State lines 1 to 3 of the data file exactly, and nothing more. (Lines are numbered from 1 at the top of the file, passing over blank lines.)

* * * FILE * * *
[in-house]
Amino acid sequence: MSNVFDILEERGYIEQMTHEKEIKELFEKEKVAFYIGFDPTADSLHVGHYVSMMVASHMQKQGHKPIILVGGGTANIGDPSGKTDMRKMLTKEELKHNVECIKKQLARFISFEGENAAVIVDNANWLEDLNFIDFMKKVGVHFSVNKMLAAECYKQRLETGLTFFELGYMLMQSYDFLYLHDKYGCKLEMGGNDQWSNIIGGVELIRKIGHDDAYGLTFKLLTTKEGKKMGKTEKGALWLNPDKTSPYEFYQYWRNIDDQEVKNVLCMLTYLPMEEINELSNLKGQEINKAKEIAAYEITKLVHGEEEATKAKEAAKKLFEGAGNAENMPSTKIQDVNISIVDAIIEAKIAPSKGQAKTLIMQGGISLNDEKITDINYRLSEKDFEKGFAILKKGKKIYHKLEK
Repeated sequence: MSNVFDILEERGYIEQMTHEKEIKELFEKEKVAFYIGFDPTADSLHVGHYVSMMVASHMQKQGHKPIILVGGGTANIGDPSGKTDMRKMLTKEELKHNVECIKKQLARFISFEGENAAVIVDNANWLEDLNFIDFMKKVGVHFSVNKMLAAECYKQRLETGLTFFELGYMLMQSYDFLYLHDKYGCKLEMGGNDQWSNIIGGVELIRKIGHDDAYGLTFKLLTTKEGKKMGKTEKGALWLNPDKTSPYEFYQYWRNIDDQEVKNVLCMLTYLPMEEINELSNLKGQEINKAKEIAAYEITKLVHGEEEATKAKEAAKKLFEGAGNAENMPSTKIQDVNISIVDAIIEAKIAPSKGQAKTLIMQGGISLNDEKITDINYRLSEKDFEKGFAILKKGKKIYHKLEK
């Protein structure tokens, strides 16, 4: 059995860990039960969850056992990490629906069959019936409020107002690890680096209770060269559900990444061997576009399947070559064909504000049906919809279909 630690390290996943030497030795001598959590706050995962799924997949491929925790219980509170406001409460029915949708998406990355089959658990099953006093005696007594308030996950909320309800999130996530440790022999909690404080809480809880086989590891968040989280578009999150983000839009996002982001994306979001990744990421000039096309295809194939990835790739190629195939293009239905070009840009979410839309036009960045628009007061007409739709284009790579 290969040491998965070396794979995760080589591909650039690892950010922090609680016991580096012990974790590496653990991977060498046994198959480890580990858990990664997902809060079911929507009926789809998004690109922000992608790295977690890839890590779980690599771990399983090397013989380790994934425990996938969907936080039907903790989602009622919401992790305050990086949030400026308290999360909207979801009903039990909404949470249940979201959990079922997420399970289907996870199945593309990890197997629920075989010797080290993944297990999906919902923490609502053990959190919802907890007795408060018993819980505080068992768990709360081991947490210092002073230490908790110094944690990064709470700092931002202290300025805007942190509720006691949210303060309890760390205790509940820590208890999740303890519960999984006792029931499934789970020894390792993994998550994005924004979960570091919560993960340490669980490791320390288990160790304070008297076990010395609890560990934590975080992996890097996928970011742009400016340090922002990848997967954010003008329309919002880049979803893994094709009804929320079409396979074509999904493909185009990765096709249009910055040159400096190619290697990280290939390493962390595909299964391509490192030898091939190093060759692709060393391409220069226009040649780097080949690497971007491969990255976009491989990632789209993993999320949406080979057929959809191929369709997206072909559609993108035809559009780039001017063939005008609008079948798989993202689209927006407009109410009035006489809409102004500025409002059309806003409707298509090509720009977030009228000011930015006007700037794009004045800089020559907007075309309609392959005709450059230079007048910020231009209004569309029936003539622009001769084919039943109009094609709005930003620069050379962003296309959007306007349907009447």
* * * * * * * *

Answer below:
[in-house]
Amino acid sequence: MSNVFDILEERGYIEQMTHEKEIKELFEKEKVAFYIGFDPTADSLHVGHYVSMMVASHMQKQGHKPIILVGGGTANIGDPSGKTDMRKMLTKEELKHNVECIKKQLARFISFEGENAAVIVDNANWLEDLNFIDFMKKVGVHFSVNKMLAAECYKQRLETGLTFFELGYMLMQSYDFLYLHDKYGCKLEMGGNDQWSNIIGGVELIRKIGHDDAYGLTFKLLTTKEGKKMGKTEKGALWLNPDKTSPYEFYQYWRNIDDQEVKNVLCMLTYLPMEEINELSNLKGQEINKAKEIAAYEITKLVHGEEEATKAKEAAKKLFEGAGNAENMPSTKIQDVNISIVDAIIEAKIAPSKGQAKTLIMQGGISLNDEKITDINYRLSEKDFEKGFAILKKGKKIYHKLEK
Repeated sequence: MSNVFDILEERGYIEQMTHEKEIKELFEKEKVAFYIGFDPTADSLHVGHYVSMMVASHMQKQGHKPIILVGGGTANIGDPSGKTDMRKMLTKEELKHNVECIKKQLARFISFEGENAAVIVDNANWLEDLNFIDFMKKVGVHFSVNKMLAAECYKQRLETGLTFFELGYMLMQSYDFLYLHDKYGCKLEMGGNDQWSNIIGGVELIRKIGHDDAYGLTFKLLTTKEGKKMGKTEKGALWLNPDKTSPYEFYQYWRNIDDQEVKNVLCMLTYLPMEEINELSNLKGQEINKAKEIAAYEITKLVHGEEEATKAKEAAKKLFEGAGNAENMPSTKIQDVNISIVDAIIEAKIAPSKGQAKTLIMQGGISLNDEKITDINYRLSEKDFEKGFAILKKGKKIYHKLEK